Department of Civil and Environmental Engineering
University of Maine
5711 Boardman Hall
Orono, ME 04469
Estuaries are dynamic environments. As rivers flow toward the sea and freshwater meets salt, the changes in salinity and channel widening cause sediment to accumulate in the estuarine zone. As a result, estuaries may function as traps for river-borne contaminants, including mercury.
In the lower Penobscot River estuary, high levels of mercury in water and sediment are the result of industrial point sources upstream. University of Maine associate professor Aria Amirbahman and graduate student Karen Merritt measured porewater distribution of highly toxic methylmercury (MeHg) in the contaminated sediments within Frankfort Flats in the Penobscot estuary. MeHg production occurs about 2-8 cm below the sediment-water interface, but a significant decrease in porewater MeHg concentration is observed in the vicinity, suggesting a lack of MeHg release into the overlying water column.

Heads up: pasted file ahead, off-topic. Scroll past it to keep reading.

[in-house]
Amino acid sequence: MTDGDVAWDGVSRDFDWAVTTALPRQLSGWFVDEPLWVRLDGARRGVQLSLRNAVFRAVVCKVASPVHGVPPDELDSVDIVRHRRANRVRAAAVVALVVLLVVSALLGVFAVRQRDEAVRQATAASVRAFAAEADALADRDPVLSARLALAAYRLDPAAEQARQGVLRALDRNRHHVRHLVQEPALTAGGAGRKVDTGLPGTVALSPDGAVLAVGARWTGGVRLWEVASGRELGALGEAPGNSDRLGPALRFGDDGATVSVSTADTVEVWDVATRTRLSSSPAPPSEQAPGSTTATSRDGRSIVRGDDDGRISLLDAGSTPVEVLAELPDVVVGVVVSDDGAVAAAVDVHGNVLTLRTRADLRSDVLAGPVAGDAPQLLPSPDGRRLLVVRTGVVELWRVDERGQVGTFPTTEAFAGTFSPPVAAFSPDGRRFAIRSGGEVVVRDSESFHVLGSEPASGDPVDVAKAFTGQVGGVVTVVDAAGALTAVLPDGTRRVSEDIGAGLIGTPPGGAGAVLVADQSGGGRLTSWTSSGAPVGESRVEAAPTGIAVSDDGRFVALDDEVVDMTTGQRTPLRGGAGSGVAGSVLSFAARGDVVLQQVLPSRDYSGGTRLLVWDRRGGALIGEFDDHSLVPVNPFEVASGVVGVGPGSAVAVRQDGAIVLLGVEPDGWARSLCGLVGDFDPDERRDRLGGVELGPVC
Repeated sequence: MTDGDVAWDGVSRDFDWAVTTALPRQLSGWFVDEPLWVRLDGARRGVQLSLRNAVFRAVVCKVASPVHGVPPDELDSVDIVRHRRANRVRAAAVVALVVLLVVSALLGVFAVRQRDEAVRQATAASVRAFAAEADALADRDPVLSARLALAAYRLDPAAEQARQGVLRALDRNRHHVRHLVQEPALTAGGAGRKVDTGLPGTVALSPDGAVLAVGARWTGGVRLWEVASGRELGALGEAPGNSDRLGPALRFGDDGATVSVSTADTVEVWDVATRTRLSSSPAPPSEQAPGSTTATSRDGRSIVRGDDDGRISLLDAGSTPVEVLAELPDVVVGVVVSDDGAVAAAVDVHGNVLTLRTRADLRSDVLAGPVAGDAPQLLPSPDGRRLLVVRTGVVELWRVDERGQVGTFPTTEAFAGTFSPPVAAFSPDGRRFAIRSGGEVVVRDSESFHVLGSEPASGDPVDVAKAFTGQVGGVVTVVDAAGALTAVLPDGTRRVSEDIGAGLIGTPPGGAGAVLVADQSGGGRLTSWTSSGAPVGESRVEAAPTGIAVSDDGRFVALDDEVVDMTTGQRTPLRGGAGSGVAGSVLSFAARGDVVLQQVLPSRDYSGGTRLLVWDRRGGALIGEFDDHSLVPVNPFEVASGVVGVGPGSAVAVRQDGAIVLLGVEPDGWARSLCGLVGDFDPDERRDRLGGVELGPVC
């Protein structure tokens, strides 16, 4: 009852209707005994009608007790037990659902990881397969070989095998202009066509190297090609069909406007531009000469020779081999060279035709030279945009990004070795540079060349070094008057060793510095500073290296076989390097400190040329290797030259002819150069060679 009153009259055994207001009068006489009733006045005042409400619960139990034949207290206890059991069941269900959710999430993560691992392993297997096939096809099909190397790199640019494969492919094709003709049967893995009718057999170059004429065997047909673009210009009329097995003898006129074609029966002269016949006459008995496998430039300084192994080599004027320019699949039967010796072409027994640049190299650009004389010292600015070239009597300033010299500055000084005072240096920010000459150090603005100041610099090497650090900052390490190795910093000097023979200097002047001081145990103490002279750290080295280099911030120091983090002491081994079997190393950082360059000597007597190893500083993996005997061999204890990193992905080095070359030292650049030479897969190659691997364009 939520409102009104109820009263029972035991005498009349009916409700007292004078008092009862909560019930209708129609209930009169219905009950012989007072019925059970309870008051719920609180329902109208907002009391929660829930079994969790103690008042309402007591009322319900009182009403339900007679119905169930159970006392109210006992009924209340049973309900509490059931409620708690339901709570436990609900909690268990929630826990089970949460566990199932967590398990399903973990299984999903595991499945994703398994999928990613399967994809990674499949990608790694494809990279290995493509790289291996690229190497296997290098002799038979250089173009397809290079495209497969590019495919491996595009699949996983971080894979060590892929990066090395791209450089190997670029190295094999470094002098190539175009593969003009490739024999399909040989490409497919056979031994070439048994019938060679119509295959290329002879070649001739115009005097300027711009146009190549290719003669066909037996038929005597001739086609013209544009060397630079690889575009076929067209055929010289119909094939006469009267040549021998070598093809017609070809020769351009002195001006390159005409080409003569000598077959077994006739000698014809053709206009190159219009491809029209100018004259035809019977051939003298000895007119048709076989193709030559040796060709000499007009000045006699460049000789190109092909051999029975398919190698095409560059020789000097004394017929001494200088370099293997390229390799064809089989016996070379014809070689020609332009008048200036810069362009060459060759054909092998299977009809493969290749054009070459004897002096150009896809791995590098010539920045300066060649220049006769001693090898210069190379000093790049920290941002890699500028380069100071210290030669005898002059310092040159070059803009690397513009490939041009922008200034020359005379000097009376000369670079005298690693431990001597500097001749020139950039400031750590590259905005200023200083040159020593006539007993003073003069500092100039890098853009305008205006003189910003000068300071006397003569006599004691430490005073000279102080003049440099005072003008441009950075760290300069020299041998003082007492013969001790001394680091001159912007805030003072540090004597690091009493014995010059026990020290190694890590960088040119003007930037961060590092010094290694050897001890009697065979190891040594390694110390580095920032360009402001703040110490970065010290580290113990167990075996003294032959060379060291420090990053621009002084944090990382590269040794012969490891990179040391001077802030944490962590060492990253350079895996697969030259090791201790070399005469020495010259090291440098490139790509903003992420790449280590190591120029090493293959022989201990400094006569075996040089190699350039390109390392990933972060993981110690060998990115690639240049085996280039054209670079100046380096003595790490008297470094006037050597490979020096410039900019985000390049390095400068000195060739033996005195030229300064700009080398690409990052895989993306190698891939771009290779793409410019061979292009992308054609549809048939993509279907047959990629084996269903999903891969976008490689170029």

1-year project: 2005-2006
Amirbahman, A. and K.A. Merritt. 2008. Mercury in the Penobscot River Estuary: the Sediment-Water Interface. Research in Focus Fact Sheet. Orono, ME: Maine Sea Grant.
Merritt, K.A., and Amirbahman, A. 2008. Methylmercury cycling in estuarine sediment pore waters (Penobscot River estuary, Maine, USA). Limnology and Oceanography 53:1064-1075.
Merritt, K.A. and Amirbahman, A. 2007. Mercury dynamics in sulfide-rich sediments: Geochemical influence on contaminant mobilization within the Penobscot River estuary, Maine USA. Geochimica et Cosmochemica Acta 71:929-941.
Merritt, K.A. and Amirbahman, A. 2007. Mercury mobilization in estuarine sediment porewaters: a diffusive gel time-series study. Environmental Science and Technology 41:717-722.